Errors are an inevitable and inescapable reality when making measurements or conducting experiments. They can arise from a plethora of sources such as inherent machine or instrument limitations, environmental variability, or even human error. Hence, distinguishable types of errors require comprehension to appreciate their significance explicitly in quantification. Two of the most commonly misconceived types of errors are relative and percent errors.
This article explains the difference between relative and percentage errors, their significance in measurement, and how to calculate them.
What is errors?
Errors are the difference between an actual value and the measured or observed value. They arise from various sources, such as inherent machine or instrument limitations, environmental variability, or even human error. In research, errors in measurements or observations can skew the validity and extremity of resulting measurements. It, therefore, becomes paramount to determine and minimize errors in all measurements.
What is Relative Error?
Relative error, also called the fractional error, is the difference between the measured and actual values divided by the actual value. It is a proportion of the amount of error in respect to the true value or the magnitude of the measurement. Relative error is a dimensionless quantity, making it suitable for comparing errors of different magnitudes and scales.
Relative error is important in measuring accuracy in regards to decimal places, where the numerator presents the inaccuracy quantity while the denominator shows the precision of the measurement. Relative error is a straight forward technique for quantifying how close or how far the measurement is from the actual value.
Real-world applications of Relative Error
Relative error is exceptionally convenient in practice, particularly in fields like metrology, physics, and engineering. In electronics, for example, relative error is key in determining the accuracy, precision, and ranges of battery voltages, power transmission, and voltage amplifiers. Additionally, it is used in measuring the accuracy of humidity and temperature sensors. The measurement result of any sensor may be compared to a standard value using relative error, allowing for a closer variation assessment of the statistical characteristic.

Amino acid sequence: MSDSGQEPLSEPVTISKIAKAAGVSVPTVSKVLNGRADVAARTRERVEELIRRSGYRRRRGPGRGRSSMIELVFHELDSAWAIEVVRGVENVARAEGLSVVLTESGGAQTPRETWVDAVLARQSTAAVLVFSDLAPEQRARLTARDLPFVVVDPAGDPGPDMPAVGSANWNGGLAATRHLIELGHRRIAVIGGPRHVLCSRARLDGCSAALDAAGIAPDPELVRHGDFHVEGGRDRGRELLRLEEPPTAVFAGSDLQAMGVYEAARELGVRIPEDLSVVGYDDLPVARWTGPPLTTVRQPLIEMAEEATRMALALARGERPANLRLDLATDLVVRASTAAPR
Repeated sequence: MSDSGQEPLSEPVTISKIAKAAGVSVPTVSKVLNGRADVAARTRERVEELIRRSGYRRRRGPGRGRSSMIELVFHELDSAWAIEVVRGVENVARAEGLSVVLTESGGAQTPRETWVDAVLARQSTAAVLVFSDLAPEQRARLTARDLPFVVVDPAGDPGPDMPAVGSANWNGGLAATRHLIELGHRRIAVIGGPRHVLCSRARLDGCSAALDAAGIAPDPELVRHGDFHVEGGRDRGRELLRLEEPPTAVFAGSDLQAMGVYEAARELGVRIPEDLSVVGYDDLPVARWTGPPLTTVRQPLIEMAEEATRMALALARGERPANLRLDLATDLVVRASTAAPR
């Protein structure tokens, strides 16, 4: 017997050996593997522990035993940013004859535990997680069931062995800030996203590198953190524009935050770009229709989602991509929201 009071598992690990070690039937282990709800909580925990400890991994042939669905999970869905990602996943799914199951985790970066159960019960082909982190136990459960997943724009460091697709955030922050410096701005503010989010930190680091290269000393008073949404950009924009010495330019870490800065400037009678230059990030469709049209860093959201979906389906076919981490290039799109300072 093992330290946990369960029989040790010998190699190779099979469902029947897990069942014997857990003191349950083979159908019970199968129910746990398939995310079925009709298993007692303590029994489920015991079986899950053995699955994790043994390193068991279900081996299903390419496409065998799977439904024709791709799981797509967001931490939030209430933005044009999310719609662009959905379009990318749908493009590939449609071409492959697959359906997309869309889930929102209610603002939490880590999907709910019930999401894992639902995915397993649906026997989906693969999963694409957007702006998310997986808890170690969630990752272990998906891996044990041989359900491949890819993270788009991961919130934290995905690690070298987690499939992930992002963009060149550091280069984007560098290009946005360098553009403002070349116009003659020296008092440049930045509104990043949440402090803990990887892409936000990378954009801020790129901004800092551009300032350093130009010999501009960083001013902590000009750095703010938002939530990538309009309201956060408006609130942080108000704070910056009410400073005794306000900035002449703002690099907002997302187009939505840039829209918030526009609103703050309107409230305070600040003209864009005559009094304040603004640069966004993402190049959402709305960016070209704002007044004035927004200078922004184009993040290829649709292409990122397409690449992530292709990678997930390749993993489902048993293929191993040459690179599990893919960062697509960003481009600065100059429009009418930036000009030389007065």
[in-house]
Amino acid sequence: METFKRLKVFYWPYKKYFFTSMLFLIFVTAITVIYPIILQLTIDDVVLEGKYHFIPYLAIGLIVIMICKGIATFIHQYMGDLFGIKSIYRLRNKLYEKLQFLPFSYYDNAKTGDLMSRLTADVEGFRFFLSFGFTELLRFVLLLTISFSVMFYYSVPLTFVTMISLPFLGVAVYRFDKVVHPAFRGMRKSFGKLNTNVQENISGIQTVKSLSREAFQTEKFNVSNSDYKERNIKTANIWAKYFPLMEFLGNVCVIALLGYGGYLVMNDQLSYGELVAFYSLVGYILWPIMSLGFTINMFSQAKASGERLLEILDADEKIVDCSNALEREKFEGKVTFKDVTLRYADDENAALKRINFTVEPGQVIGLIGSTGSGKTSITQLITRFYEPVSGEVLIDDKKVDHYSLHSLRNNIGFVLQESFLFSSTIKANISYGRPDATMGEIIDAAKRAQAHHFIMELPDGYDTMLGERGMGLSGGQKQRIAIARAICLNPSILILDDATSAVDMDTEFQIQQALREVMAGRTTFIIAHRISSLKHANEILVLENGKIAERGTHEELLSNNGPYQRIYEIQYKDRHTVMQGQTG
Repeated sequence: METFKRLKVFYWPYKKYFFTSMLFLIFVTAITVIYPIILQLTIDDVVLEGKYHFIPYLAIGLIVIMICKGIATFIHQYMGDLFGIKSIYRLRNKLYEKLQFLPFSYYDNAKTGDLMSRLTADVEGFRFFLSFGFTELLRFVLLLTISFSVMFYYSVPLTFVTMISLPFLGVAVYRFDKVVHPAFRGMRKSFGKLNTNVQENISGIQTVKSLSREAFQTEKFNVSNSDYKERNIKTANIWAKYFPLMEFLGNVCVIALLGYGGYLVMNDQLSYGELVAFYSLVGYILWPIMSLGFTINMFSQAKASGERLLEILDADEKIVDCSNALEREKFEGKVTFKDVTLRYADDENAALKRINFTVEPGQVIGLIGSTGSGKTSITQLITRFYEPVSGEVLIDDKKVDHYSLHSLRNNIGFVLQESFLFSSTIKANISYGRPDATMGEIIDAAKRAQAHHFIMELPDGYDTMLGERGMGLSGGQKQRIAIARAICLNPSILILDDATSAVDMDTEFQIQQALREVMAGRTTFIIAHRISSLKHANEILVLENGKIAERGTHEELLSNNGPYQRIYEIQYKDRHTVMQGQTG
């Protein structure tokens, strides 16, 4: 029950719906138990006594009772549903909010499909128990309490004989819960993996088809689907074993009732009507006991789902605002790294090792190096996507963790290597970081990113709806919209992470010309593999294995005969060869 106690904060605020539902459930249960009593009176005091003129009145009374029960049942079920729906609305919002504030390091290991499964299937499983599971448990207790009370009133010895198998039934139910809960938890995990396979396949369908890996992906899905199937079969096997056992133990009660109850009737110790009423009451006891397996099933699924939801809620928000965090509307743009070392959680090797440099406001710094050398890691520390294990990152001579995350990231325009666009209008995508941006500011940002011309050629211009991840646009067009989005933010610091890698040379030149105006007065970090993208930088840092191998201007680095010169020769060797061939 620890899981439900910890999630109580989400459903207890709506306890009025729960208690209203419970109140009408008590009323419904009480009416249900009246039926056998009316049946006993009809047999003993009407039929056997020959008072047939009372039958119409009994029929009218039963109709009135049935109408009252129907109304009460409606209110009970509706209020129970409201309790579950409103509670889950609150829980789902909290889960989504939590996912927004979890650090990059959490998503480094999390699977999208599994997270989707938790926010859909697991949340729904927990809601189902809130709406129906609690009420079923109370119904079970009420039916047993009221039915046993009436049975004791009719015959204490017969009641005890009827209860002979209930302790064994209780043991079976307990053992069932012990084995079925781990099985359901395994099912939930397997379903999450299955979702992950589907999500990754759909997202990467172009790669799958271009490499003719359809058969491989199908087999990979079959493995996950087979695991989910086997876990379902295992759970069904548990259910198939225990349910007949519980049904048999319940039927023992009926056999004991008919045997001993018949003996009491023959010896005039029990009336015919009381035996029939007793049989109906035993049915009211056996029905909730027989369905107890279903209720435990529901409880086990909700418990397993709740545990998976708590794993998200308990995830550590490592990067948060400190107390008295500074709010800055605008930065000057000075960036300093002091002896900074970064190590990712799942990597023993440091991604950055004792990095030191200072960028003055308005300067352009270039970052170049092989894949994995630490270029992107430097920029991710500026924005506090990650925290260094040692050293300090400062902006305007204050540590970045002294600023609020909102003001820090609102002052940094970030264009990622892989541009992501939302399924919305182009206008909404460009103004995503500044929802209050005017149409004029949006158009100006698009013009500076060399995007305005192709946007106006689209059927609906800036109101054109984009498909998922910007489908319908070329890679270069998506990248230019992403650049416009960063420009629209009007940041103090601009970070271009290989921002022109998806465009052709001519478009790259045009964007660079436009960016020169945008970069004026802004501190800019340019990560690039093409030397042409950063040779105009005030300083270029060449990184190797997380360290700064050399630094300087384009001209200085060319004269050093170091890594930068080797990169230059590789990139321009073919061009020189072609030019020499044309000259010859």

Calculating Relative Error
To calculate relative error, the formula below is used:
Relative error = (Measured value - Actual value) / Actual value
For instance, If the actual value of a measurement is 100, and the measured value is 90, then the relative error would be:
Relative error= (90 - 100) / 100 = -0.1
What is Percentage Error?
Percentage error is the ratio of the difference between the measured and actual values divided by the actual value, then multiplied by 100. It is the unit of relative error and expresses the error in percentage form. Like relative error, it helps in quantifying the accuracy of a measurement.
In essence, percentage error is a relative error metric shown in percentage rather than a decimal. It is used primarily to see how the actual and measured values differ in terms of a specific value.
Real-world applications of Percentage Error
Percentage error is widely utilized in multiple subject areas to determine the accuracy and precision of measurements, particularly in laboratories and research centers. Geographically, the percentage error is used to assess the scale and potential consequences of error in meteorological predictions and geological measurements. Researchers, particularly in fields that require precise measurements, use percentage error to evaluate the accuracy and precision of their experiments.
Calculating Percentage Error
To calculate for percentage error apply the coefficient of 100 to the relative error formula, such that:
Percentage error= Relative error x 100%
Continuing with the previous example, if the actual value of a measurement is 100, and our measured value is 90, then the percentage error would be:
Percentage error= (-0.1) x 100% = -10%
Difference Between Relative and Percentage Errors
The primary difference between relative and percentage errors is the used scales. Relative error is applied to measurements as a decimal metric, while percentage error is expressed in ratio form. For instance, 0.05 is the relative error, whereas 5% is the percentage error.
Consequently, percentage error is a more convenient metric to use given that it relates any unit of measurement to a percentage, making it easier to compare measurements across subjects. Relative error, on the other hand, is a dimensionless metric, limiting the accuracy of comparison to identical measuring units.
Errors are inevitable in any research, observation, or experiment, hence distinguishing between the different types of errors is fundamental to improve the accuracy and precision of measurements. Relative and percentage errors are critical metrics used in real-life applications of various fields such as physics, engineering, meteorology, and others that require precise measurements.
While percentage error is a more convenient metric to use, specialists need to make accurate comparisons across different measurements, irrespective of the measurement unit. Hence, it is paramount to have an accurate understanding of both to correctly assess the scale and potential implications of errors. With both relative and percentage error, response to variable revisions in a measurement or experiment can be easier, and the possibility of error minimized.